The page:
Film Legacy & Streaming Services

Ever since its launch, Netflix has become a streaming hub for movies both old and new. However with the launches of the streaming services Disney+, HBO Max, Paramount+ and Peacock the question has become how will streaming services factor into film preservation? Well, let’s take a look at why studio owned streamers need to make the restoration and preservation of their back catalogues a priority.

Almost All The Major Studios Are In Play:

Let’s, first of all, consider something very important, out of the major film studios that currently exist Disney, Warner Bros, Universal Pictures, Sony Pictures and Paramount Pictures, four of them have launched streaming services, the only exception being Sony. with so many streamers in play companies like Disney, Warner Bros and Paramount are more likely to dive into their backlogs and see what they can remaster for streaming as they race to catch Netflix’s two-hundred million subscriber milestone. I didn’t include 20th Century Fox as they were absorbed by Disney in 2019.

There Are Too Many Films Lost To Time:

Over the last century, all major studios, as well as MGM, have lost several prints of films in their catalogues some of the films lost include Warner Bros‘ “Ashamed Of Parents”, Sony’s “Only A Shop Girl”  and Paramount’s “The Sea Wolf” among many more from Disney, Warner Bros, Universal Pictures, MGM Studios, Paramount Pictures and even Sony Pictures have all lost dozens of films due to poor preservation methods as well as a change of owners. The fact that these films may never be seen by modern audiences alone should be a major factor in why film historians should be pushing services like Disney+ and Paramount+ to restore more of the classic films from their parent company’s vaults to make available to stream.

Providing More Options To Consumers Too:

For many classic film fans, the options of where to stream classic films are more limited than say modern blockbuster films, whilst services like Disney+, Peacock and Paramount+ offer a handful of their classic movies available as part of their subscriptions they all still miss hundreds of titles. HBO Max is more of an outlier when compared to its competitors as they have a hub for Turner Classic Movies which is the channel used for pre-May 1986 MGM films, the RKO Pictures library and pre-1950s Warner Bros films (all of the libraries are all owned by Warner Bros Discovery). 

If these studios made more of their classic films available in a convenient way I’m sure some of them may become pretty popular as they were back when they were released.

But Wouldn’t This Be Expensive?:

Yes, this is unfortunately the major downside to the restoration and preservation of many classic movies, in order for a service like Disney+ to stream some of their older films they need to make sure they have the film converted to a digital file as well sort out music rights and deal with any issues with the actor/writer/director’s estate. But if services like Disney+, Paramount+ etc respect not only their parent company’s history but also the history of film they would find a way to make this possible.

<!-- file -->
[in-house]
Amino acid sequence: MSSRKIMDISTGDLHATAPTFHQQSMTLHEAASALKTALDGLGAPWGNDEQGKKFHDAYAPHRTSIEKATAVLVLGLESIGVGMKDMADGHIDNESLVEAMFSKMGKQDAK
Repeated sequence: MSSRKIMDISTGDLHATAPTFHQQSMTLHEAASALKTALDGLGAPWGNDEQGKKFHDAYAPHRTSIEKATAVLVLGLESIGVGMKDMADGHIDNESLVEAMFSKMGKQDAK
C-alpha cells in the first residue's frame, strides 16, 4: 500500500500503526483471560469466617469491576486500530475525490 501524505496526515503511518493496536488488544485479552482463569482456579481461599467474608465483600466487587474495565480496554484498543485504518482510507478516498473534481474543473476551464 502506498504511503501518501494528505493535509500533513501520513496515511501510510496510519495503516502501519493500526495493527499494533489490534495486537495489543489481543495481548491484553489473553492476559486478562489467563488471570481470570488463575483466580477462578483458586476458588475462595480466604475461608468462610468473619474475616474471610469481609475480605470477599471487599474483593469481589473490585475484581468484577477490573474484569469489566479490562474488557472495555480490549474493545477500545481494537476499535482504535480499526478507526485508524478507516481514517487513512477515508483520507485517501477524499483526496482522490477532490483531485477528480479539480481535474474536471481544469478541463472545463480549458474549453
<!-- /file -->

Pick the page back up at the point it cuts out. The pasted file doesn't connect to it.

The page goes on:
Final Thoughts:

Obviously, as time goes on it seems as if more streaming services are popping up and for studio owned streamers (Disney+, Paramount+, Peacock etc) their promise of using their classic films was a false promise as they all meant “select titles from our library of classics”. The biggest offender when it comes to ignoring its humongous pre-1980 film catalogue is Disney+ as they sprinkle one or two of these films into their vast catalogue roughly once a year. It’s unfortunate that Disney isn’t leading by example and pushing to make as much of their catalogue available to stream as Disney owns what is possibly the largest film catalogue of any currently existing media company.

The studio owned streaming services should act as windows into that company’s history, imagine a world where Disney+ streams all of its short films from the 1920s as well as many films from the 20th Century Studios library (including Fox FIlm Corporation and 20th Century Pictures which merged to form 20th Century Fox in 1935). What about a world where Paramount+ and Peacock embrace the silent films which first helped them grab a hold of the market.

Unfortunately, this doesn’t seem to be changing anytime for several streamers, Disney+ seems unwilling to add basically anything pre-1980, Peacock is a flop and it doesn’t look like Comcast would spend the billions required to restore all of the films in their possession and Paramount+ most probably doesn’t have enough capital to attempt such a move as of now. HBO Max is the outlier thanks to Turner Classic Movies but if any other studio owned streamer follows their lead is something we will have to wait and see with time.

What are your thoughts on this subject? Should more streamers utilize their expansive film libraries?

Ethan Holloway

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